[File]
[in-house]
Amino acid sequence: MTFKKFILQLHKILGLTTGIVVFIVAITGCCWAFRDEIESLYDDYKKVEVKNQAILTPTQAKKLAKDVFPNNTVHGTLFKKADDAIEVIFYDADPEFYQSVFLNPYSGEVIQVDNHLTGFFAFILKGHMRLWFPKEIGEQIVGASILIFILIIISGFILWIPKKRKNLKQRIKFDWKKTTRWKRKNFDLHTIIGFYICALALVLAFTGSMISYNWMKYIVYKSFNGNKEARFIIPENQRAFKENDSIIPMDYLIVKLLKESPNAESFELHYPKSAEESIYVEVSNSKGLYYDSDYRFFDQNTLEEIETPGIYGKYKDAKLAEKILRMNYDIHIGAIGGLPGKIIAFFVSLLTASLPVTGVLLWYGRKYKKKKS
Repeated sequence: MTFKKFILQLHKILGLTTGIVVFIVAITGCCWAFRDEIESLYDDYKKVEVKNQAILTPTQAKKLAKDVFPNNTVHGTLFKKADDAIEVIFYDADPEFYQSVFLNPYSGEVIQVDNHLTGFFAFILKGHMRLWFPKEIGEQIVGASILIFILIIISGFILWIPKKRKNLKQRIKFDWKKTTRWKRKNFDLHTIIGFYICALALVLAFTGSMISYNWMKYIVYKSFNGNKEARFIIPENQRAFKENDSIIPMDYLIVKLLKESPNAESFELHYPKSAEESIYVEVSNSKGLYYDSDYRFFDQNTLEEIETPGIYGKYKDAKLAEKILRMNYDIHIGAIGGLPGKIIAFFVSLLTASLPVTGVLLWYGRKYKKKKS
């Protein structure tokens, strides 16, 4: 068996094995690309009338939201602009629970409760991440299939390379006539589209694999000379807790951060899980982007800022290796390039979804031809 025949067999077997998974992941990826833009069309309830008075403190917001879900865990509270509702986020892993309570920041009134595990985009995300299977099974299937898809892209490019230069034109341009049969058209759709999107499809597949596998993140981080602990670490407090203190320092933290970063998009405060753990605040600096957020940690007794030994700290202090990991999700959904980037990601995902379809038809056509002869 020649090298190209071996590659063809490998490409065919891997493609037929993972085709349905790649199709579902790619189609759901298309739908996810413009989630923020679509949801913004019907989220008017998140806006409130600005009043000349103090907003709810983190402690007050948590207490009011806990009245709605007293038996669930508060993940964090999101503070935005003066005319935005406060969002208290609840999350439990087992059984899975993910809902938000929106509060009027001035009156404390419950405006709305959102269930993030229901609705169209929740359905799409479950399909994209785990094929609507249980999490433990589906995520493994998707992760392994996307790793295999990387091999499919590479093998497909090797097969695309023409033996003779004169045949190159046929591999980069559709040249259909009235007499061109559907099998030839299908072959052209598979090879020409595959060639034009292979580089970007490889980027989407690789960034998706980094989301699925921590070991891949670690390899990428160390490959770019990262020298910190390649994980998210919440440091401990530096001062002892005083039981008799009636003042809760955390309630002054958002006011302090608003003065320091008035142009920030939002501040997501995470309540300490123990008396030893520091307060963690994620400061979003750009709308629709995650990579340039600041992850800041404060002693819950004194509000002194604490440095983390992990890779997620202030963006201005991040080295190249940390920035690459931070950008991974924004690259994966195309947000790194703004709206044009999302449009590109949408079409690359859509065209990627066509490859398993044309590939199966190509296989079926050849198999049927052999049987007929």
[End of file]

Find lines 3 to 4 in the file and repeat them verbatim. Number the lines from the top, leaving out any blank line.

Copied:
Repeated sequence: MTFKKFILQLHKILGLTTGIVVFIVAITGCCWAFRDEIESLYDDYKKVEVKNQAILTPTQAKKLAKDVFPNNTVHGTLFKKADDAIEVIFYDADPEFYQSVFLNPYSGEVIQVDNHLTGFFAFILKGHMRLWFPKEIGEQIVGASILIFILIIISGFILWIPKKRKNLKQRIKFDWKKTTRWKRKNFDLHTIIGFYICALALVLAFTGSMISYNWMKYIVYKSFNGNKEARFIIPENQRAFKENDSIIPMDYLIVKLLKESPNAESFELHYPKSAEESIYVEVSNSKGLYYDSDYRFFDQNTLEEIETPGIYGKYKDAKLAEKILRMNYDIHIGAIGGLPGKIIAFFVSLLTASLPVTGVLLWYGRKYKKKKS
């Protein structure tokens, strides 16, 4: 068996094995690309009338939201602009629970409760991440299939390379006539589209694999000379807790951060899980982007800022290796390039979804031809 025949067999077997998974992941990826833009069309309830008075403190917001879900865990509270509702986020892993309570920041009134595990985009995300299977099974299937898809892209490019230069034109341009049969058209759709999107499809597949596998993140981080602990670490407090203190320092933290970063998009405060753990605040600096957020940690007794030994700290202090990991999700959904980037990601995902379809038809056509002869 020649090298190209071996590659063809490998490409065919891997493609037929993972085709349905790649199709579902790619189609759901298309739908996810413009989630923020679509949801913004019907989220008017998140806006409130600005009043000349103090907003709810983190402690007050948590207490009011806990009245709605007293038996669930508060993940964090999101503070935005003066005319935005406060969002208290609840999350439990087992059984899975993910809902938000929106509060009027001035009156404390419950405006709305959102269930993030229901609705169209929740359905799409479950399909994209785990094929609507249980999490433990589906995520493994998707992760392994996307790793295999990387091999499919590479093998497909090797097969695309023409033996003779004169045949190159046929591999980069559709040249259909009235007499061109559907099998030839299908072959052209598979090879020409595959060639034009292979580089970007490889980027989407690789960034998706980094989301699925921590070991891949670690390899990428160390490959770019990262020298910190390649994980998210919440440091401990530096001062002892005083039981008799009636003042809760955390309630002054958002006011302090608003003065320091008035142009920030939002501040997501995470309540300490123990008396030893520091307060963690994620400061979003750009709308629709995650990579340039600041992850800041404060002693819950004194509000002194604490440095983390992990890779997620202030963006201005991040080295190249940390920035690459931070950008991974924004690259994966195309947000790194703004709206044009999302449009590109949408079409690359859509065209990627066509490859398993044309590939199966190509296989079926050849198999049927052999049987007929």